"Welcome to the Business Day Renewable Energy Dialogue, a conversation between high-powered people on issues that really matter to SA."
There are lively debates springing up all about South Africa, driven mostly by single issues and aimed at influencing public opinion. The Business Day Dialogues series is much broader in scope than these current debates, and aims to influence policy as well as the man and woman in the street.
The Joburg Green Map brings you an extract of the dialogues relating to their Renewable Energy debates, which you can view below. In this, the first part, energy experts talk about the business part of the government's renewable energy procurement programme and the benefits of involving the private sector alongside the public sector.
The debate held in Johannesburg in partnership with Nedbank Capital comes after the Department of Energy announced its approval of 17 clean-energy projects worth R33bn in the third round of its renewable energy procurement programme.
Hilary Joffe (Deputy Editor, Business Day): I am Hilary Joffe and with me is a very high-powered panel of people from the energy industry, from government, the private sector and academia. We’re hoping the issues will be freely and frankly discussed, because renewable energy is something which arouses great excitement in some and great caution in others, so we hope that the debate will be spiky, pointed and interesting.
Director-general, I’d like to start by asking you why we need renewable energy at all, firstly, but also what the process is — can you give us the flavour of the process by which you have brought all these new private sector producers into the industry to produce wind and solar power for us?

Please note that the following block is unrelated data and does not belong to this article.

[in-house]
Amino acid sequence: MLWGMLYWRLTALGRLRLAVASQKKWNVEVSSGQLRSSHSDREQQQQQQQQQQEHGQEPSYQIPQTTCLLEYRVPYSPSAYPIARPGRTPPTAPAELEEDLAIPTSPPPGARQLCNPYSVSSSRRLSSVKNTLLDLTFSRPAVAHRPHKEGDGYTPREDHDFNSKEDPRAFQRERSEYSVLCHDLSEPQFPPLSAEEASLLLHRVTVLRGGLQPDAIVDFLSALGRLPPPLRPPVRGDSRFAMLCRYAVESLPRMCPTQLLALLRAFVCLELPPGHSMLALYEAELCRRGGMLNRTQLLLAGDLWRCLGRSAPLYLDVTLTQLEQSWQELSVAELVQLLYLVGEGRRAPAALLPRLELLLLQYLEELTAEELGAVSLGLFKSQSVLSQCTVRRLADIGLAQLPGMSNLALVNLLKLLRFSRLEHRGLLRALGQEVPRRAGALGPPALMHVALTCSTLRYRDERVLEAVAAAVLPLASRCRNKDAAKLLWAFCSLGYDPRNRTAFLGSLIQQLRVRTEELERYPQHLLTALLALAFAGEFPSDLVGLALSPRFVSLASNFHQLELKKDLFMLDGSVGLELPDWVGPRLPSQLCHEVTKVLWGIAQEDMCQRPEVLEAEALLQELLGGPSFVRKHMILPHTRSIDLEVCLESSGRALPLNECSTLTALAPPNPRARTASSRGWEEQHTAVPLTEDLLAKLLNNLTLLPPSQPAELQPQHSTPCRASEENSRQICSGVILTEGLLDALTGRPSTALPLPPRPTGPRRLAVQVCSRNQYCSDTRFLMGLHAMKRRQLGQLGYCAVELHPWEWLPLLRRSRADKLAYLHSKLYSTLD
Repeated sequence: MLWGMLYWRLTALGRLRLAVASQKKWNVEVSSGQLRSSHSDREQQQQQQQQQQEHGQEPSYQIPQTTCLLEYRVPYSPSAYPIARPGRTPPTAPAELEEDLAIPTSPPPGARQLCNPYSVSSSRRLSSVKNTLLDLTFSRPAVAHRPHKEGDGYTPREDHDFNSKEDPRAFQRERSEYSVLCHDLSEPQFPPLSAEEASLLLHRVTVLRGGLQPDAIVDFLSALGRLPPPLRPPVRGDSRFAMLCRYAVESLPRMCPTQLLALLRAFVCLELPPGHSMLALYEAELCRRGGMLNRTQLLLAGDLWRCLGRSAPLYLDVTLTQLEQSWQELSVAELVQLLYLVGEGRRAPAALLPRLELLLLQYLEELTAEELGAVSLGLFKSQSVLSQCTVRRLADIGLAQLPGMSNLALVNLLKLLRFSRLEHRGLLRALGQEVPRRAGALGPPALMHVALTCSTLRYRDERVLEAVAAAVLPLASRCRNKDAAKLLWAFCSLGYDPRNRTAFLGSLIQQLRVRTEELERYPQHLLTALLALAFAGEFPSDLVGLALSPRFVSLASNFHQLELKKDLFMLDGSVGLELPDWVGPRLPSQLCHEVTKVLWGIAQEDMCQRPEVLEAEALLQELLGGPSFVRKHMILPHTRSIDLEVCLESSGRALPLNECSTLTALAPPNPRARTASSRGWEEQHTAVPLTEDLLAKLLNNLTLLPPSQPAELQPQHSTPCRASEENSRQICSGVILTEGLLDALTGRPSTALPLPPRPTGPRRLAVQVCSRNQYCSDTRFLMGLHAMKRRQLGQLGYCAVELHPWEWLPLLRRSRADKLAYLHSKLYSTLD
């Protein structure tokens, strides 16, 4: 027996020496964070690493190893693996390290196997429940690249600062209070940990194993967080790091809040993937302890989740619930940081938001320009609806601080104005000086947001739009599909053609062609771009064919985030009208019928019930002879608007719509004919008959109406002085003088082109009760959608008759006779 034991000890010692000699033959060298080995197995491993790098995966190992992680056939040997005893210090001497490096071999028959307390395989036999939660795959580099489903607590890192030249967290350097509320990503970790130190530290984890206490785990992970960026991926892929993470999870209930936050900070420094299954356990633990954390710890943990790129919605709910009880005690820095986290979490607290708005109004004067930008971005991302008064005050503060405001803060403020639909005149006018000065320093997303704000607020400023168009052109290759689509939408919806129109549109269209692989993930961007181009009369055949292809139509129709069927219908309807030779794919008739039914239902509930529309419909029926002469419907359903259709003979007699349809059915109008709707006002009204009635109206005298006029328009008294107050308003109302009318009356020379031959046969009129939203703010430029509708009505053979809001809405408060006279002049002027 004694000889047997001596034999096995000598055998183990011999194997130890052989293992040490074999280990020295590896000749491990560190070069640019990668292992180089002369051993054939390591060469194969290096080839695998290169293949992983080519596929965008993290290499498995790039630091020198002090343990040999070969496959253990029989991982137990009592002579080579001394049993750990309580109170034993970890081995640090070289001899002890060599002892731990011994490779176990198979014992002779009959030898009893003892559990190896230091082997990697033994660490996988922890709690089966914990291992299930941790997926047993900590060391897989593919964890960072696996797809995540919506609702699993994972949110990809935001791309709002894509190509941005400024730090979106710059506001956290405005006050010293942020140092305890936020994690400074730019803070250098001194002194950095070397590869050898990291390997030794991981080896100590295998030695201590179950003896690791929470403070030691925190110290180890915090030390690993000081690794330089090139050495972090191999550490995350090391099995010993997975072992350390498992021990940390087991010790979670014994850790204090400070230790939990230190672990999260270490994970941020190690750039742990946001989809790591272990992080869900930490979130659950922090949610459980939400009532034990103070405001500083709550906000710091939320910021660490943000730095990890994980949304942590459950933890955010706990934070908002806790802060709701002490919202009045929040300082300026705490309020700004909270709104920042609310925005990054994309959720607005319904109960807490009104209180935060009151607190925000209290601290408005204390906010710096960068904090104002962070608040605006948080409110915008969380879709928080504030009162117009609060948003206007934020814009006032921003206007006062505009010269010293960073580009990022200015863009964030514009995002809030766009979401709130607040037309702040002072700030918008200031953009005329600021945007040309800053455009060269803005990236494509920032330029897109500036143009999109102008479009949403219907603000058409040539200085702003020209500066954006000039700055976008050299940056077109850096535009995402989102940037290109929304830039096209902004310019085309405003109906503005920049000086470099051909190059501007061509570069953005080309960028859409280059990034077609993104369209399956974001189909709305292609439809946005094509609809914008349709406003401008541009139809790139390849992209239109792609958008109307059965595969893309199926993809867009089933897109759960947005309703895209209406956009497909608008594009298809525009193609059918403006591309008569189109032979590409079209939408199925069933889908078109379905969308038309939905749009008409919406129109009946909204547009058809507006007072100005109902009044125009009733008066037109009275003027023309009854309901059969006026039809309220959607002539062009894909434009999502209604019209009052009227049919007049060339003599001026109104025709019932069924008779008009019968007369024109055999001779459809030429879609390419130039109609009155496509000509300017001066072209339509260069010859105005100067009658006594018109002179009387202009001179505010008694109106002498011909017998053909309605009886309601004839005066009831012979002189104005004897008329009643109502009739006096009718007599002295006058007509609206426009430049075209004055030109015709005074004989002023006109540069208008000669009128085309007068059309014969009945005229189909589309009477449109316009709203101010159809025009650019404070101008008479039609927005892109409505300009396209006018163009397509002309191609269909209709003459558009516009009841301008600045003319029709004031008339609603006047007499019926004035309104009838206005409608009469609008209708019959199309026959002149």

Nelisiwe Magubane (Director-general of the Department of Energy): Let me take you back to 2009 when the idea of reducing our emissions was first mooted by the president of the country. You’ll recall he made a commitment in Copenhagen that as one of the biggest polluters in the world we needed to change the way we do things. As you are aware, almost 98% of our energy, electricity in particular, was generated from coal. So we then did a planning process — the now well-known Integrated Resource Plan (IRP). The plan had to make a number of assumptions — the biggest that we were going to reduce emissions. It was our considered view that renewable energy would play a significant role in ensuring that we cut emissions.
After it was approved by Cabinet on March 25 2011, we started implementing the plan almost immediately. We concentrated mainly on the renewable energy programme because in the Integrated Resource Plan it’s very clear what kind of power is going to be needed and when — which year.
I must confess that at first it did have challenges. You’ll recall that We started by having what was called a Refit (renewable energy feed-in tariff) at the time, which was done devised by the National Electricity Regulator of SA.